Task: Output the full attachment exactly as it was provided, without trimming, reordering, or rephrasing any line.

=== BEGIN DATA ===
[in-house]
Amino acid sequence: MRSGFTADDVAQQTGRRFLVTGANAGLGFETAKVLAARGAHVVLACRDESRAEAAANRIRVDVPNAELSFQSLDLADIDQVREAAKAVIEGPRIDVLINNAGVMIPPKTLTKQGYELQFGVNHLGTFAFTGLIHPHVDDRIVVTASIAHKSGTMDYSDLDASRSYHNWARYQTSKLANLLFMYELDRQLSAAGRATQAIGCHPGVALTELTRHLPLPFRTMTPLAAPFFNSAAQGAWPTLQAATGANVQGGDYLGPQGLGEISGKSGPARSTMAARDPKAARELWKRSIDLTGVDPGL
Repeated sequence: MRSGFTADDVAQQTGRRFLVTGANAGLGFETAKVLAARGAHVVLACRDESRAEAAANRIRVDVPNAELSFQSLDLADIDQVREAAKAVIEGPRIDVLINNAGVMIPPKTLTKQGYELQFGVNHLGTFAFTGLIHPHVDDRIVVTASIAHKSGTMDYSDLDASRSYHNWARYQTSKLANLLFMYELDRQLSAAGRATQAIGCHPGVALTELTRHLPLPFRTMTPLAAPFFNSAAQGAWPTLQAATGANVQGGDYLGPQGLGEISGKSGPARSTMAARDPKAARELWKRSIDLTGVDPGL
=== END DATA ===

[in-house]
Amino acid sequence: MRSGFTADDVAQQTGRRFLVTGANAGLGFETAKVLAARGAHVVLACRDESRAEAAANRIRVDVPNAELSFQSLDLADIDQVREAAKAVIEGPRIDVLINNAGVMIPPKTLTKQGYELQFGVNHLGTFAFTGLIHPHVDDRIVVTASIAHKSGTMDYSDLDASRSYHNWARYQTSKLANLLFMYELDRQLSAAGRATQAIGCHPGVALTELTRHLPLPFRTMTPLAAPFFNSAAQGAWPTLQAATGANVQGGDYLGPQGLGEISGKSGPARSTMAARDPKAARELWKRSIDLTGVDPGL
Repeated sequence: MRSGFTADDVAQQTGRRFLVTGANAGLGFETAKVLAARGAHVVLACRDESRAEAAANRIRVDVPNAELSFQSLDLADIDQVREAAKAVIEGPRIDVLINNAGVMIPPKTLTKQGYELQFGVNHLGTFAFTGLIHPHVDDRIVVTASIAHKSGTMDYSDLDASRSYHNWARYQTSKLANLLFMYELDRQLSAAGRATQAIGCHPGVALTELTRHLPLPFRTMTPLAAPFFNSAAQGAWPTLQAATGANVQGGDYLGPQGLGEISGKSGPARSTMAARDPKAARELWKRSIDLTGVDPGL